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- ItemClient Perceptions of Psychotherapists: An Analogue Study(1970) Campbell, Terence W.; Goering, Jacob D.; Education; Digital Repository at the University of Maryland; University of Maryland (College Park, Md)In the last decade, an impressive body of empirical evidence has accumulated which strongly suggests that psychotherapy outcome is a function of the levels of therapeutic conditions expressed by the therapist during the course of therapy. The empirically established role of these "levels of therapeutic conditions" (LTC) in determining process movement and therapy outcome suggested that they deserved and demanded systematic investigation in their own right as dependent variables. The primary concern of this investigation, then, was to determine whether LTC varied in its expression across therapists, and its perception across clients. It was hypothesized that psychotherapeutic orientation and client interpersonal style interact in determining client perceptions of psychotherapists. The experimental design developed for this study was a modification of Strupp's (1962) analogue procedure. Measures of interpersonal style-using Schutz's FIRO-B (1966)--were gathered from 378 college students at the University of Maryland. Approximately a week later, the Ss were randomly assigned to view one of the films in the film series Three Approaches to Psychotherapy. Immediately after viewing the film, the Ss were instructed to complete Barrett-Lennard's Relationship-Inventory in regards to how they would perceive the therapists if they were working with him as a client. The data were analyzed by means of analysis of variance procedures. The design was a 3 x 3 x 2 factorial analysis of variance (three therapeutic orientations x three client interpersonal styles x client sex). The first order interaction between therapists and clients was not significant (p <.240). However, the second order interaction (therapeutic orientation x client interpersonal style x client sex) did approach significance (p < .065), indicating that the first order therapist x client interaction was differential by sex. Subsequent analyses of variance were performed separately for males and females. For females, the therapist x client interaction was significant (p < .05), but this interaction was not significant for the male data. In discussing these results, two points were emphasized: (1) Those therapist behaviors which were perceived as facilitative and favorable by some clients, were not necessarily perceived as such by other clients; (2) The sources of variance in client perceptions were not as attributable to either therapist or client effects by themselves, as they were attributable to the interactive, system effects of the therapist-client dyads. Furthermore, the differential interaction effects between therapist and client variables and client sex were discussed in the context of sex-roles as conventionally defined at a societal level. Finally, the psychotherapeutic and research implications of the study, and its limitations, were considered.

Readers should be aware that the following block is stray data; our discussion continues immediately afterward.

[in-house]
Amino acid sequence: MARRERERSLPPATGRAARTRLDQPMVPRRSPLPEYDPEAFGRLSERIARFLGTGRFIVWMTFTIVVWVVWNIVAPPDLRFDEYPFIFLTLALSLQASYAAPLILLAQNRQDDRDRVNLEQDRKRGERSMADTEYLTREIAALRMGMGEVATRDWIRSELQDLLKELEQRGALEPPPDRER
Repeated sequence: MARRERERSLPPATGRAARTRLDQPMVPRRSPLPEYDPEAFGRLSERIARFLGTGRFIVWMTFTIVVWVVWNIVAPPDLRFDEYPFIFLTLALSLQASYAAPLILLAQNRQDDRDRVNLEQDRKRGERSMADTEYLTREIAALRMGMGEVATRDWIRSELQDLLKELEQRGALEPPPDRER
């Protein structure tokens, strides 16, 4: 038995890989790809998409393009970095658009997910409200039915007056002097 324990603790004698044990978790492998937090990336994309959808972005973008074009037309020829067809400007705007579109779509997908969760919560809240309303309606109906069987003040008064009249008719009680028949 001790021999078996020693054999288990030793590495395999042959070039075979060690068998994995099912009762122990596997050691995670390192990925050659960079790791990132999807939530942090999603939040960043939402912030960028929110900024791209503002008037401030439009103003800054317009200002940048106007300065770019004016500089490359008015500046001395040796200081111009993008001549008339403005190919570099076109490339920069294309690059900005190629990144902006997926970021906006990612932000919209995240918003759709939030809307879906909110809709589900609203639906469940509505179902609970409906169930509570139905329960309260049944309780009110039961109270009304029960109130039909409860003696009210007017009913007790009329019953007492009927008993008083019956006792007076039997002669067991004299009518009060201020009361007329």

- ItemThe Effects of Operant Conditioning of Study Behavior Among Academically Deficient College Sophomores(1970) Reed, M. Douglas; Magoon, Thomas M.; Counseling, Higher Education & Special Education; Digital Repository at the University of Maryland; University of Maryland (College Park, Md)Operant conditioning procedures were utilized to assure the successful surveying study behavior of four black academically deficient college sophomores. They were asked to watch and listen to a video-taped lecture on surveying: the reading aloud, in order, of all bold-faced headings and the first sentence under each heading throughout the assigned work increments. Typical college textbook material was used for greater relevance. The students were diagnosed by pre-experimental records and observation, as academically deficient and void of survey study behavior. The experiment was conducted in a room specially designed for video taping and recording the subjects' behavior. Trained student experimenters supervised the experiment from an adjacent room where the subjects' performance was observed by TV monitor and heard by earphones. The subjects sat at a desk which had on it a study light which they could see and a large clock, the face of which they could not see. On the clock face was a small light which was not visible to the subjects. Together with the subjects, the study light, synchronized with the clock and its light were videotaped from the room in which the experimenters were stationed through an opening in the wall. Two of the subjects (one male and one female) were randomly assigned to be reinforced and the other two were not reinforced. Reinforcement consisted of the study light coming on (under the control of the experimenters) when appropriate topic sentences were vocalized properly. The light remained on until inappropriate topic sentences were read (additions) or appropriate ones were skipped (omissions). When either occurred the study light was turned off until appropriate text material was read. Most of the time the light remained on, since appropriate behavior most often was emitted. The clock light was synchronized with the study light. Non-reinforced subjects did not know when their behavior was appropriate, since reinforcement (the study light) was withheld. Whenever they emitted appropriate behavior, however, the clock light was turned on for purposes of analysis. The experimenters tallied the numbers of surveying or acquisition omissions and additions by means of noting the time on the clock face when the light was on or off. Surveying time was tallied also. After surveying each of the 25 chapters comprised of 636 appropriate topic sentences, the subjects were given mimeographed tests. These contained true statements incorporating all the topic sentences in that increment as well as others incorporating distracters, or inappropriate topic sentences. The tests measured the subjects' ability to discern and mark the appropriate material. Performances showed that as designed, the reinforced subjects Were under stimulus control of the study light. Reinforcement of surveying behavior following a lecture on the subject was more effective than a lecture without reinforcement. That is to say that the reinforced subjects, as hypothesized, made significantly fewer surveying omissions and performed better on the tests. There was little difference in surveying additions since few were made under either condition. Contrary to the hypotheses the time required for surveying was usually longer for the reinforced subjects since they were under stimulus control of the light. Student experimenters were demonstrated as capable supervisors of the experiment. Video-taping proved to be a highly reliable objective means of maintaining continuous records.